Since the fall, a Montreal school has been running a pilot project which consists of bringing students to a museum one day a week for a period of six to eight weeks.
It's an opportunity for them to discover the Montreal Museum of Fine Arts, the Montreal Museum of Contemporary Art, the PHI Foundation for Contemporary Art, the Planetarium, the Armand-Frappier Health Museum and the Musée des métiers d'art du Québec.
The goal of the pilot project is to measure the benefits of museum attendance on student engagement at the Le Vitrail alternative school in the Rosemont—La Petite-Patrie borough — where engagement issues are pervasive.
"Students who don't turn in work, who start it and don't finish it … we were getting to report cards and the teachers didn't have any measurable data to evaluate the students," said Le Vitrail principal Chantal Laurin.
Two groups of Grade 7 students went to the Montreal Museum of Fine Arts (MMFA) every Thursday this fall to discover the collections and current exhibitions, accompanied by their French, math, social studies and visual arts teachers.
"Museum visits are used to address a variety of subjects. Science is evaluated as much as art and social studies," said Laurin.
"The teachers have really taken the elements of the Quebec school curriculum and, with the help of the [museum] mediators, have combined them to create projects that meet the ministerial requirements."
The idea of introducing long-term museum attendance was proposed by Anik Meunier, a professor of museology at Université du Québec à Montréal (UQAM) and director of the Groupe de recherche sur l'éducation et les musées (GREM).
"When we talk about engagement, we're talking about the pleasure of learning, the motivation to learn," said Meunier, who observed this practice during a trip to Cuba in 2006.
"I saw that museums were hosting schools in a built heritage project in historic Old Havana," she said. "Some buildings were closed and the municipality had decided to relocate teachers and students to the museums."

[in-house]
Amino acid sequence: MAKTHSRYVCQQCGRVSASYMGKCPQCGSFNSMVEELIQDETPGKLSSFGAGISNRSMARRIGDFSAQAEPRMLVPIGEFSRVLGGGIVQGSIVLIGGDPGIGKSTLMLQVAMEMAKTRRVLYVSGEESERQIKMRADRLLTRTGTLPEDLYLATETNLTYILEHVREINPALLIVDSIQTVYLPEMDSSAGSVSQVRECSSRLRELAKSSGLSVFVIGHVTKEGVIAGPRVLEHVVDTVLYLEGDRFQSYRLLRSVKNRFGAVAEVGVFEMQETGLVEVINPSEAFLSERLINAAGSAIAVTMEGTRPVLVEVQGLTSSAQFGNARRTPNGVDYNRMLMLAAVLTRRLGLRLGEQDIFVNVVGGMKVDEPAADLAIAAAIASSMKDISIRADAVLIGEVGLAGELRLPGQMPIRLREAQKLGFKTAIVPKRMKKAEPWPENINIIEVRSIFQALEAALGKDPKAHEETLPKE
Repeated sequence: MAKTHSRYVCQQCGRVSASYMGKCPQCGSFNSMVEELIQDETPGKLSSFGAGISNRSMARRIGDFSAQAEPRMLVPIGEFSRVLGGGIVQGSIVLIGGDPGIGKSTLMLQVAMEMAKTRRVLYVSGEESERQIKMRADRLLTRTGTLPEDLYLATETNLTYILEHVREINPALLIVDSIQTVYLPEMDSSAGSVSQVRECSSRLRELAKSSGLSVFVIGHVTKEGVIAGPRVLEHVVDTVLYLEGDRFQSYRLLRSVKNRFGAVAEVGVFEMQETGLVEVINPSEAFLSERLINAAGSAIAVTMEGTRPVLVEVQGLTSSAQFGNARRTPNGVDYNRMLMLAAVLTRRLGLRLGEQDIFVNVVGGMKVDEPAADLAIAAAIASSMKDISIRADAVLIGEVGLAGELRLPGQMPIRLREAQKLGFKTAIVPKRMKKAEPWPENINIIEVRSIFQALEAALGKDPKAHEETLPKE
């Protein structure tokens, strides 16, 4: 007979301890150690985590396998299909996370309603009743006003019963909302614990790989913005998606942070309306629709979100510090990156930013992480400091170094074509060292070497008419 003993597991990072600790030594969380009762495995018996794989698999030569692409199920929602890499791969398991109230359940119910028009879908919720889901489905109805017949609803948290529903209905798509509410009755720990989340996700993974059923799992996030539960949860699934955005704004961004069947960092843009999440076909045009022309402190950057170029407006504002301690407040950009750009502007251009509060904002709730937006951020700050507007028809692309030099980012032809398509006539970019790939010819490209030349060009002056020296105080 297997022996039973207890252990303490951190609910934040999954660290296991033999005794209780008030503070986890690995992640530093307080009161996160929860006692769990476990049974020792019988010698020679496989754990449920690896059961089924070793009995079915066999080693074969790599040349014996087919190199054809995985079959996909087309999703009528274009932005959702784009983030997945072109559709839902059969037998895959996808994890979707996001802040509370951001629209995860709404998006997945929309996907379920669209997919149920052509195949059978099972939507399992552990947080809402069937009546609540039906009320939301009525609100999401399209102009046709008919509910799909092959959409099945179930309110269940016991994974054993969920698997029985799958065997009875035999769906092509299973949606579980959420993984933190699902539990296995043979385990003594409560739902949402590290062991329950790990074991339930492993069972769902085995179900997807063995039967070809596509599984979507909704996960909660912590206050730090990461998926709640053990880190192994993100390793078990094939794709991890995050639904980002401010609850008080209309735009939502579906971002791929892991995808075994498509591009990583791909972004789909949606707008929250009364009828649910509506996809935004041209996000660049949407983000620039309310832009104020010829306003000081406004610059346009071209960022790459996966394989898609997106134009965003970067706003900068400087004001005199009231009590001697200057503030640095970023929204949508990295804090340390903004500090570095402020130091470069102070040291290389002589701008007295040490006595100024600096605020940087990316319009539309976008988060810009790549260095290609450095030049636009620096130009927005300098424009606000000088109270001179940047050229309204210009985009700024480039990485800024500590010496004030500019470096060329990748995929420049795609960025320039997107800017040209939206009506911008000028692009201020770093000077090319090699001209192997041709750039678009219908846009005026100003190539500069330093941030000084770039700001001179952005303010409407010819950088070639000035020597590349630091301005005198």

Le Vitrail's initiative is the subject of a GREM research project, which aims to document the benefits of this type of practice on student engagement.
This year, Le Vitrail is taking the project even further by allowing all of its students, from the beginning of elementary school to the end of high school, to visit a museum on a weekly basis, during two six-to-eight-week periods.
'I have never seen my students be so active'
The first eight weeks of the pilot project already seem to be paying off, according to Meunier.
"The high school students who went to the Planetarium, according to their teachers, were engaged from start to finish, over eight weeks, which doesn't necessarily happen in school," she said.
Philippe Lalonde, a social studies teacher who accompanied his Grade 7 students to the MMFA, also touts the benefits of the experience.
"We saw many works from several eras," he said. "It confronts [students] with ideas. It's also an age when they are very sensitive, they are easily surprised by things, challenged. So there is a lot of learning that takes place when we have the opportunity to enter into that moment when they are shaken by a work, and to feed them with that."
Throughout the eight weeks, students carried a notebook in which they were invited to write or draw as their imagination desired.
"I have never seen my students be so active," said Marie-Josée Villeneuve-Gagnon, a visual arts teacher at Le Vitrail.
"What surprised and amazed me at the same time was to see them spring into creative action at any time, spontaneously, without being asked to do anything."
The pilot project at Le Vitrail is scheduled to end next spring.
"For the moment, we have no funding," said principal Laurin. The participating museums welcome the students for free.
The Société de transport de Montréal (STM) also transports students free of charge on its territory, she said, but the school must assume the costs of transportation off the island.
"We are trying to apply for subsidies and we are waiting for some answers," said Laurin.